TWU's Dr. Adrienne Castellon speaks on staying current within the K-12 education and adult education field
"A highlight for me this past year has been learning how to lead effective virtual teams and teach in engaging ways that build community. I’ve enjoyed virtual coffee breaks to connect with some colleagues in ways I haven’t been able to prior to the pandemic. The collaboration and mutual understanding that results from something so simple is notable."
—Dr. Adrienne Castellon, Associate Dean for TWU GLOBAL, Master of Arts in Leadership program
Dr. Adrienne Castellon enjoys teaching graduate courses in leadership and education. A highlight of her past year has been learning how to lead effective virtual teams and creatively building community. “I’ve witnessed great compassion and expertise coming together at TWU GLOBAL, and I’m so pleased to be part of it,” she said.
An experienced leader and educator, Dr. Castellon has worked as a secondary school teacher, elementary principal, education consultant, and Director in North and South America. At TWU, Dr. Castellon is the Associate Dean for TWU GLOBAL, Master of Arts in Leadership program. Her research interests focus on women in leadership, implications for K-12 and higher education from a servant leadership lens, the scholarship of teaching and learning and Indigenous ways of knowing and relationships.
Dr. Castellon is the author of several teacher resources, chapters, and articles. She has presented at conferences in Canada, the U.S., England and India. Dr. Castellon has served in the Langley Childhood Development Society. She is Chair of International Leadership Association’s International Outreach Committee for the Women in Leadership Member Community, a Director on the board of Citizens for Public Justice, and co-Chair of the Catholic Women's Leadership Foundation. Dr. Castellon stays current in the K-12 system through government and private consulting and through school-related projects. She often shares her latest insights on her blog.
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In the following interview, we hear from Dr. Castellon about her leadership journey and insights.
1. Hi Dr. Castellon, what has helped you in your journey of teaching and leadership, and what are a few tips you have?
My extensive experience in K-12 education and adult education as an education consultant and principal have been most helpful from the teaching and learning, curriculum and instructional leadership perspective. Currency is key – being a continual learner who is always reading, involved in projects in the field helps keep me relevant. I find it helpful to follow key education bloggers, read practitioner journals and serve on various advisory and evaluation committees and boards. All of these keep me current and engaged in the field. This “hands on” approach is key to my credibility.
2. Who are some of the women who inspire you, and why?
I admire Dr. Cherie Harder, President of the Trinity Forum. For the past year I’ve been engaged via webinars that she’s hosted. She’s insightful in both her facilitation as well as her writing for CARDUS and other venues. I don’t know her personally but I admire her intellect and poise.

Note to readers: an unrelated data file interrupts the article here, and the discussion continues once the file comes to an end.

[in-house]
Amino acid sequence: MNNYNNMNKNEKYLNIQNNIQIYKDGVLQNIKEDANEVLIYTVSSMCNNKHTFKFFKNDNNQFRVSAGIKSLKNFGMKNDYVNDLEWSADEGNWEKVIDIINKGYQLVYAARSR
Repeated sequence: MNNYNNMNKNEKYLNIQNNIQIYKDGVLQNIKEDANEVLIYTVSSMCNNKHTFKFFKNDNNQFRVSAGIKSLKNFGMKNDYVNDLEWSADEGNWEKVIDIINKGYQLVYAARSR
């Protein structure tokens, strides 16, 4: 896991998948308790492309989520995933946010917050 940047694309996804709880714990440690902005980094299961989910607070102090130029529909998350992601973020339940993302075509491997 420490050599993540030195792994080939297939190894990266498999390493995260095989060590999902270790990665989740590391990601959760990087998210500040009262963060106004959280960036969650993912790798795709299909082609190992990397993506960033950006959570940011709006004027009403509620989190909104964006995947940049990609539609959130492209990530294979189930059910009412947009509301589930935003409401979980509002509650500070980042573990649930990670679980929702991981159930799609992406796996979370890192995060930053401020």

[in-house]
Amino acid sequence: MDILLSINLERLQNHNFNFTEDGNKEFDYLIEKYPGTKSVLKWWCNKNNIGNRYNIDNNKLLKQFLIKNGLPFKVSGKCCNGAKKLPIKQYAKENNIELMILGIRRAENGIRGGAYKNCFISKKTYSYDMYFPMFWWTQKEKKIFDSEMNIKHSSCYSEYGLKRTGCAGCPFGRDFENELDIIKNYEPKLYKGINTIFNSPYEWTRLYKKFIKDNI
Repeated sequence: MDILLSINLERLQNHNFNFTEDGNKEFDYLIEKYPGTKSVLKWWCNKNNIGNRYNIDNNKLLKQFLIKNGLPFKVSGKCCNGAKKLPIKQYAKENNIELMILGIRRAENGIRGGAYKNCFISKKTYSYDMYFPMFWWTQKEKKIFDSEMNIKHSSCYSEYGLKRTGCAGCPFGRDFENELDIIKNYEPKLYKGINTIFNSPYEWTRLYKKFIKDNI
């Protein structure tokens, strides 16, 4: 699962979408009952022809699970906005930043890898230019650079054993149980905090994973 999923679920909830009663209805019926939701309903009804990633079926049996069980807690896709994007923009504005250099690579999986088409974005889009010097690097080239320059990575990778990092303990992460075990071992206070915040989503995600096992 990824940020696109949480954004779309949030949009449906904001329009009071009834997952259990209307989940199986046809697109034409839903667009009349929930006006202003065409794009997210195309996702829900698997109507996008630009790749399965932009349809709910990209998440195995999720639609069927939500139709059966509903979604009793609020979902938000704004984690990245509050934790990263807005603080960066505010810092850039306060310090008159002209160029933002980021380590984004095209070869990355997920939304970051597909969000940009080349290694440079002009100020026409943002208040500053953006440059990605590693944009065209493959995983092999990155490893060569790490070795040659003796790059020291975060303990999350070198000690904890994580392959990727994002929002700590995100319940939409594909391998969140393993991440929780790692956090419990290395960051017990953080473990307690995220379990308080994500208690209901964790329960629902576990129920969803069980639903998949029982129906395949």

Dr. Karen Longman of Asuza Pacific is another inspiration, for developing a Leadership Institute that I participated in several years ago and our continued association through the International Leadership Association - Women in Leadership member community group. We serve on the Executive together, and are co-authoring and have presented symposia and panels together. Karen is a prolific author; she empowers other women, is intellectually humble and very kind.
Lastly, I’m inspired by Mary Anne Morrison, a Metis woman from Saskatchewan with whom I’m engaged on a research project. She has extensive educational experience, is an Indigenous advocate, and is very collaborative. I love her stories and am learning so much from her. She’s a dedicated advocate for change in Indigenous pastoral and lay ministry in the church, and she does so with grace and patience in the face of ongoing challenges.
3. What has been a highlight of teaching at TWU in recent months?
A highlight for me this past year has been learning how to lead effective virtual teams and teach in engaging ways that build community. I’ve enjoyed virtual coffee breaks to connect with some colleagues in ways I haven’t been able to prior to the pandemic. The collaboration and mutual understanding that results from something so simple is notable. I’ve witnessed great compassion and expertise coming together at TWU GLOBAL, and I’m so pleased to be part of it!
See also: Dr. Adrienne Castellon’s interview on Learning Matters Podcast:
Learning Matters Podcast
About Trinity Western University
Founded in 1962, Trinity Western University is Canada’s premier Christian liberal arts university dedicated to equipping students to establish meaningful connections between career, life, and the needs of the world. It is a fully accredited research institution offering liberal arts and sciences, as well as professional schools in business, nursing, education, human kinetics, graduate studies, and arts, media, and culture. It has five campuses and locations: Langley, Richmond-Lansdowne, Richmond-Minoru, Ottawa, and Bellingham, WA. TWU emphasizes academic excellence, research, and student engagement in a vital faith community committed to forming leaders to have a transformational impact on culture. Learn more at www.twu.ca or follow us on Twitter @TrinityWestern, on Facebook and LinkedIn.
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